More and more schools are finding that virtual reality can be what they need in classes to enhance the student experience. With affordable devices such as Google Cardboard and Samsung Gear VR, a growing number of virtual experiences are suddenly available to students everywhere.
Educators have begun experimenting with VR software and virtual reality is making the transition to the classroom. With the growth in technological advancements, VR will play an increasingly prominent role in schools across the USA.
But new opportunities bring new risks. In much the same way that malware can affect computers and mobile devices, it can affect virtual reality headsets. Cybercriminals can attack these headsets with a diversity of intentions. Also, many tech companies are releasing VR products with serious security breaches. Statistics show that 68% of companies reliably apply or audit security policies.
Cybersecurity experts predict that this problem will remain, as hackers are constantly updating hacking methods to bypass the security of VR devices and applications. It will lead to the new approaches to phishing and hacking and VR industry need to understand these new risks. IT directors play important role in the safe implementation of VR technology and helping educators to keep and protect sensitive student information. IT staff in education institutions play a major part in protecting both institution and its students.
In order to protect student data, new policies should be established. Taking into account, that virtual reality offers users only new ways to interface with existing hardware, IT directors in schools, colleges and universities should use anti-virus software and high security setting to prevent students from accessing infected sites or content, which can lead to the further data breach. IT-personnel should also introduce strict rules of student personal electronic devices they bring to the premises.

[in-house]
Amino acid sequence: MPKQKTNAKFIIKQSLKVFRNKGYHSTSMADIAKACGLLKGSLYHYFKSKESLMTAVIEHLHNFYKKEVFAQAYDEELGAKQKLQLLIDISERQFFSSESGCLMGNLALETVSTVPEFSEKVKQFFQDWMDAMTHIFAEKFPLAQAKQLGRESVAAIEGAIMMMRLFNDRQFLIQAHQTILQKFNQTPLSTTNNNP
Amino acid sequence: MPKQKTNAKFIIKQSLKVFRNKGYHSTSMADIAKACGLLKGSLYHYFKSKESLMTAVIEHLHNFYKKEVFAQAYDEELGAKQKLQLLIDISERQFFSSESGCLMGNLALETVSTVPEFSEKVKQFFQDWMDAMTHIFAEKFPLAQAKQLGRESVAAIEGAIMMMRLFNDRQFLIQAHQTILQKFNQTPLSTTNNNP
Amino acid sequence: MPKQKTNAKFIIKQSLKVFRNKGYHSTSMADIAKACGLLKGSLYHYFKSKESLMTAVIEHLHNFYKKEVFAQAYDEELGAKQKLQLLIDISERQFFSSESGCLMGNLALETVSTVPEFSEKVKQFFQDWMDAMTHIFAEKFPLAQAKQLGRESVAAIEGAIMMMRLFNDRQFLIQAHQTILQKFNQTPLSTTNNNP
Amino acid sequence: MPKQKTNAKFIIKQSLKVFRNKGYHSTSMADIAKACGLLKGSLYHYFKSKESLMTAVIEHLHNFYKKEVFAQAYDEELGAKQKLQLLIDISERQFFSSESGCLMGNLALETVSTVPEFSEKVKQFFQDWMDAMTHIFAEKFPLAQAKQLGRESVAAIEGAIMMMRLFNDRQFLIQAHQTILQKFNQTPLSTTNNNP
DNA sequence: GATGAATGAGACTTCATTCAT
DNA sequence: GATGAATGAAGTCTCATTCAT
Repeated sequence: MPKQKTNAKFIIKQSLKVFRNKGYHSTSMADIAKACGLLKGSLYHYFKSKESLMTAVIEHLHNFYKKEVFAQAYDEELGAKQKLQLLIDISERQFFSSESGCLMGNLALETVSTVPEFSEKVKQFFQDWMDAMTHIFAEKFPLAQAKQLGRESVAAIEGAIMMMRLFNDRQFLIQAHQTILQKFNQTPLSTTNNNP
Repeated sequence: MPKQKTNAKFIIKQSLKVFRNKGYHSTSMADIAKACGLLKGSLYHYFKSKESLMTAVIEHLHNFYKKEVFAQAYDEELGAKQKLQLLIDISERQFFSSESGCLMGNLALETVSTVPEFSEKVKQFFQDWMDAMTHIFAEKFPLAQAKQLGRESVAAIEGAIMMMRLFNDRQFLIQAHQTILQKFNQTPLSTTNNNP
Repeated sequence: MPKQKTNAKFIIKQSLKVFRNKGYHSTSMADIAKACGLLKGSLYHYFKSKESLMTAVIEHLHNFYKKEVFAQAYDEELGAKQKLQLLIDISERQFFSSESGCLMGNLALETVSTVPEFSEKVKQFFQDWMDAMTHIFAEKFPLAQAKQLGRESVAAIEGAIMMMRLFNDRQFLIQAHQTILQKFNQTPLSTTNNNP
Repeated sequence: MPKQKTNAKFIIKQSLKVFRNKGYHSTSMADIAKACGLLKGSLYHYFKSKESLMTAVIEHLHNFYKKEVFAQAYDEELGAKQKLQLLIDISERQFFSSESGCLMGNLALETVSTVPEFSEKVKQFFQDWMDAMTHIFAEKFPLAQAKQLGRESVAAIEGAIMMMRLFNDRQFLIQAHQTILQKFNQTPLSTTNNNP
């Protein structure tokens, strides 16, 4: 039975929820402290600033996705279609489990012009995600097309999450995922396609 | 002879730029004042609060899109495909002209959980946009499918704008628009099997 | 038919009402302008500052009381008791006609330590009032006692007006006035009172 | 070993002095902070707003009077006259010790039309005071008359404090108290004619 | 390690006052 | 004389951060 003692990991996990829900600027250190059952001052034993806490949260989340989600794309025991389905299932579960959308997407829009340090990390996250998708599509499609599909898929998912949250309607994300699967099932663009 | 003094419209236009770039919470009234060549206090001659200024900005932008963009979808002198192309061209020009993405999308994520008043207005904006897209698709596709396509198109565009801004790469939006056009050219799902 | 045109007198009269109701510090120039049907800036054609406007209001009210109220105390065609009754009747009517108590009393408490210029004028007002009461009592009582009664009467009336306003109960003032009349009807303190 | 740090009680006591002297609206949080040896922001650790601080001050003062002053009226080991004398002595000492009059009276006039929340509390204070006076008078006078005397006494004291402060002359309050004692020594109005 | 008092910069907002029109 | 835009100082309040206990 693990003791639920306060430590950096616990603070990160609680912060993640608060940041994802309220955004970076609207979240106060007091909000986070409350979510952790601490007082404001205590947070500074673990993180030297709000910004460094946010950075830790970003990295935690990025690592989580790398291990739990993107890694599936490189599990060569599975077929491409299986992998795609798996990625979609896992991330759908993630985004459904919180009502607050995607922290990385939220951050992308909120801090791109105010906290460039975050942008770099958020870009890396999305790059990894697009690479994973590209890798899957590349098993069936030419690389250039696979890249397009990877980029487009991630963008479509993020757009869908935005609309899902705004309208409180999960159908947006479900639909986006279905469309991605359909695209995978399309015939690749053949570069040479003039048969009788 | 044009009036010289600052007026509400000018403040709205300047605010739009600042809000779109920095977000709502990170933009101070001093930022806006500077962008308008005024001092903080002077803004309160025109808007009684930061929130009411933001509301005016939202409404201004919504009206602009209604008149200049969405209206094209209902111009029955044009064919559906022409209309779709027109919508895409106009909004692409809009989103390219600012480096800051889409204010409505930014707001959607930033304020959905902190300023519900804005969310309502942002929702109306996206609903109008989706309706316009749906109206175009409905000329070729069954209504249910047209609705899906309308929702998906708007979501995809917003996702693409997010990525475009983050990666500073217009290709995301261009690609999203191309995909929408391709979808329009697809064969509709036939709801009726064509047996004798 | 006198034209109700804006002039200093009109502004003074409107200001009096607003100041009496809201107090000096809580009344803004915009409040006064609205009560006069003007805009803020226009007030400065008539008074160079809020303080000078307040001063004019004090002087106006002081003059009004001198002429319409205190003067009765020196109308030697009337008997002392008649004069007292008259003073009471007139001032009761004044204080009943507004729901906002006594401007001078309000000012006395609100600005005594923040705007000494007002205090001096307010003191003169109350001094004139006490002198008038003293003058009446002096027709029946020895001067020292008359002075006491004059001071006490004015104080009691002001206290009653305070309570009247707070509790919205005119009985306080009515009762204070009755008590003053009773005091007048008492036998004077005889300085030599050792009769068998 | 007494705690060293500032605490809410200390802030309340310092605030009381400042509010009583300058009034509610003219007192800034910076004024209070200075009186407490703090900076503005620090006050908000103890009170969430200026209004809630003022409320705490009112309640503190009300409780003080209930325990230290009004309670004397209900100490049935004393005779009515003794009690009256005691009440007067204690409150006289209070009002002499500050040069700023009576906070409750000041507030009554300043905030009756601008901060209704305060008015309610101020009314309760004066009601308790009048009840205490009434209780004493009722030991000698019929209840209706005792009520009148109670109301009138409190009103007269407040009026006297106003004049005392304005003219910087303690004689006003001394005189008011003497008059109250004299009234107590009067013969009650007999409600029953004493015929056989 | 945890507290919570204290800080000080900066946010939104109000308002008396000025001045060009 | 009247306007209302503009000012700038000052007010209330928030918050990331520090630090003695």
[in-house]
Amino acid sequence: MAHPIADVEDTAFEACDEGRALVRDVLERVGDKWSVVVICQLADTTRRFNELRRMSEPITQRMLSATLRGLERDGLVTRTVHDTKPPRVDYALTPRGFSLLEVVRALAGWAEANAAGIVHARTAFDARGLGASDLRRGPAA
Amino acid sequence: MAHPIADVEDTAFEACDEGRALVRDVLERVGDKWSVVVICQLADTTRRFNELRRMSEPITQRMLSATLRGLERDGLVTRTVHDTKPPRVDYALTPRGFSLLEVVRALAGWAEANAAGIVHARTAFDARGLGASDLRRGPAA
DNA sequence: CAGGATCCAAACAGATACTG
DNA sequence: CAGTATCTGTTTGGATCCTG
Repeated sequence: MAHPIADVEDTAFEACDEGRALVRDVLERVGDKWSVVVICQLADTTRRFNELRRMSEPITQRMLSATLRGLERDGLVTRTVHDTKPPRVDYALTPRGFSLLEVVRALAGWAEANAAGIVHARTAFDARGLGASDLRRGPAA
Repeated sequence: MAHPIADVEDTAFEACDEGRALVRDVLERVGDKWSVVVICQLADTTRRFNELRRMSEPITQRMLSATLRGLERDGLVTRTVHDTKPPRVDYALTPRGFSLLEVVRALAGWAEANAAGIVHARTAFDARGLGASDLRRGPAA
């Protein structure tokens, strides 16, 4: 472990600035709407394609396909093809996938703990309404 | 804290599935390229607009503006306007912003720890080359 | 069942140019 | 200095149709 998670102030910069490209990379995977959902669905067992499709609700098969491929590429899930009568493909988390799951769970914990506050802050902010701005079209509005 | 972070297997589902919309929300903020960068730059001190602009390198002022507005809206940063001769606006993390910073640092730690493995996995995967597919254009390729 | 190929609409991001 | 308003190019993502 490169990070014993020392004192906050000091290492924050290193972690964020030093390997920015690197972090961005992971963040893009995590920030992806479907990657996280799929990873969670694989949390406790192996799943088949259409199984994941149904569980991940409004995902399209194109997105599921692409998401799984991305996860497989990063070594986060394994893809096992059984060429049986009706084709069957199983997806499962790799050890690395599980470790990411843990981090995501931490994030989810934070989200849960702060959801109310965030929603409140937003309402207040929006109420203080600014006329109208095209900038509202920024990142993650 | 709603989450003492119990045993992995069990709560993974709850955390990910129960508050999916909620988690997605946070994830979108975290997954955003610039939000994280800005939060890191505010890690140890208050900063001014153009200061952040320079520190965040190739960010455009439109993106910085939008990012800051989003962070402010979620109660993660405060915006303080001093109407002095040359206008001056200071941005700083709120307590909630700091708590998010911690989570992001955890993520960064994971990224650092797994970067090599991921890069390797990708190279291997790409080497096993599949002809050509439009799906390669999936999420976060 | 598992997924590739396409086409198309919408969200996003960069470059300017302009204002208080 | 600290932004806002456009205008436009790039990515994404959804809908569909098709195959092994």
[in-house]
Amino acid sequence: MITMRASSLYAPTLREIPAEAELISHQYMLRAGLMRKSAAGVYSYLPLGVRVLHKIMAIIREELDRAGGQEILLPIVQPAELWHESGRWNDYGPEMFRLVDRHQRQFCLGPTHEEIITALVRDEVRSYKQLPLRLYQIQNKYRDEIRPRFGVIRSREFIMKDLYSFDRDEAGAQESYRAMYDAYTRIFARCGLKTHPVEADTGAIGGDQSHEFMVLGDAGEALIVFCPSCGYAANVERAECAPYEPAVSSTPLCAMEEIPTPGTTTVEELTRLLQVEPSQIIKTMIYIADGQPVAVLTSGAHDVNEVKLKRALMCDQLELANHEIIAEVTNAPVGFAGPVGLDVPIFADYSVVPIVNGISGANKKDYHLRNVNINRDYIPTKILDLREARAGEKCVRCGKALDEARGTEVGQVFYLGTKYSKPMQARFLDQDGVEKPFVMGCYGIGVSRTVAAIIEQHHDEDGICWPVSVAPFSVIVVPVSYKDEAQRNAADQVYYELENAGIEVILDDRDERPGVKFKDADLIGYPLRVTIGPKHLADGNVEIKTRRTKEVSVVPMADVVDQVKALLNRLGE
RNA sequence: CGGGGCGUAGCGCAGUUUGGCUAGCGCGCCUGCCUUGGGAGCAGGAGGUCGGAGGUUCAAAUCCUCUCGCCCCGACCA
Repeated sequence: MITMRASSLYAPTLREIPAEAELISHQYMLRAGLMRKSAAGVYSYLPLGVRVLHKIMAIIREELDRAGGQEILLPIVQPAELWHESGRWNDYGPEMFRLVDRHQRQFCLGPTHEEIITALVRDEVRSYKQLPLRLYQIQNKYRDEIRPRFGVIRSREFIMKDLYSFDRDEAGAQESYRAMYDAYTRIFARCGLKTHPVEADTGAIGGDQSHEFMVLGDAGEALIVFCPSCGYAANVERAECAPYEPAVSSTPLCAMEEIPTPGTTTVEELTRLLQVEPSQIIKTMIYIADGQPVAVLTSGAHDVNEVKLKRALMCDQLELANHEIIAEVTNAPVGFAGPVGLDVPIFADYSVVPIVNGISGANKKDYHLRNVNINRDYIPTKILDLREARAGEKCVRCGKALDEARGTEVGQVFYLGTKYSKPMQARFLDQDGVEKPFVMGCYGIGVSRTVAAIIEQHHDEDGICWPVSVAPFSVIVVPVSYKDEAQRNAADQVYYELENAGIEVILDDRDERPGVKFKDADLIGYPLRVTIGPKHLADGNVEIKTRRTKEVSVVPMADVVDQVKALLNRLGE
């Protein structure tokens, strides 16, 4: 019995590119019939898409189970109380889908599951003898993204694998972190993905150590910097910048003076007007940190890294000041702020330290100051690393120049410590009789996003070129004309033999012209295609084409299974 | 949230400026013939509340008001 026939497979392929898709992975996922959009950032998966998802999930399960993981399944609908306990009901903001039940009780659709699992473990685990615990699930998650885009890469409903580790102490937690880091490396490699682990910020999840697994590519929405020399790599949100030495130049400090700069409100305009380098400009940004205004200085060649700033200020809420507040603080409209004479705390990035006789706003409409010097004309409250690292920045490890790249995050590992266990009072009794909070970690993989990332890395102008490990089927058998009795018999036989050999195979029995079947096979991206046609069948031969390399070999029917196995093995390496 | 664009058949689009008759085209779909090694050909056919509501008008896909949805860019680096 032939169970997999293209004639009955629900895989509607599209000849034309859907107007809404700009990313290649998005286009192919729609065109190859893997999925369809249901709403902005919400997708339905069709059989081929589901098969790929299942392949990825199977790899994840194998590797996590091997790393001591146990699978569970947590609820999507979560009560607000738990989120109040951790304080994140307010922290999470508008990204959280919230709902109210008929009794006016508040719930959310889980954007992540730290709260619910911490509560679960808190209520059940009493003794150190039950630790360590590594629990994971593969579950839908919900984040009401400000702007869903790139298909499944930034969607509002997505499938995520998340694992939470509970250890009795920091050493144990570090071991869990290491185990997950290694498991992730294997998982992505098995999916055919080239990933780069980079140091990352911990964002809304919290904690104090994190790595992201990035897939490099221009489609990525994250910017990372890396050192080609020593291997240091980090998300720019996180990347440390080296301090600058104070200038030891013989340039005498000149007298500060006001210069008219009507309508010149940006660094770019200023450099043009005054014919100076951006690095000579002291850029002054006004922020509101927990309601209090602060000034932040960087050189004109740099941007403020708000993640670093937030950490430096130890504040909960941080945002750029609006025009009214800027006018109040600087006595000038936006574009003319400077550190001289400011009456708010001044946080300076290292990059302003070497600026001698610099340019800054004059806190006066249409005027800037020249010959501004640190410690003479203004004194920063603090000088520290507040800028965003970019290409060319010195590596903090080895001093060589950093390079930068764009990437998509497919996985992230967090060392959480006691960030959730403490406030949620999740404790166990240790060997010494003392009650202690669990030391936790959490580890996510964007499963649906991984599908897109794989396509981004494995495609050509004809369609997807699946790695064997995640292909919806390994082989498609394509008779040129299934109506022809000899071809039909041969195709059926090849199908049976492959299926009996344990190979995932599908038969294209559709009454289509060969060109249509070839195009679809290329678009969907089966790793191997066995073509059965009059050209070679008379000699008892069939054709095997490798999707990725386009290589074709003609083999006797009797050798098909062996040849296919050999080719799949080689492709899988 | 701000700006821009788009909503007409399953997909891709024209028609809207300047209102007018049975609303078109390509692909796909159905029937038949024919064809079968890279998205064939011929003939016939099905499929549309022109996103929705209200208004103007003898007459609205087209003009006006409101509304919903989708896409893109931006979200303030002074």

When dealing with VR protocols, IT directors should be aware of what information specific software gathers about users. There was a similar precedent when in 2016 it became known that Oculus Rift, a VR headset acquired by Facebook, collected user data, including location and physical movements. The importance of VR security will grow as the technology becomes more sophisticated. In near future fraudsters will be able to impersonate individual digital signatures and socially engineer their way to more sensitive information.
Student data must be protected. At the same time, VR platforms are collecting user information and share it with third parties, not just advertisers. That’s why IT professionals and school administrators need to carefully read legal agreements before using VR software in classes. Acceptable VR tech should not put student information at risk.
Virtual reality and augmented reality technologies are in the process of constant development which means that IT professionals should keep an eye on security risks, react and adapt accordingly. If a VR software update changes what type of information is collected from its users, there’s a need to determine whether those applications are still suitable for the school. Protocols should be changed to avoid risks if the particular virus or exploit becomes known.
Also, students should understand that security of data and safety is the most important thing when they are dealing with virtual reality software or headsets. Core values of digital citizenship, basics of data collecting and managing online reputation should be explained to all students. VR can be a great experience, but internet safety is a must in K-12 schools.
Edtech is changing and transforming every time. But it’s important to remember that with every innovation, numerous risks and challenges can complicate the process of integrating and using it. This also applies to virtual reality.
Author: AI For Education
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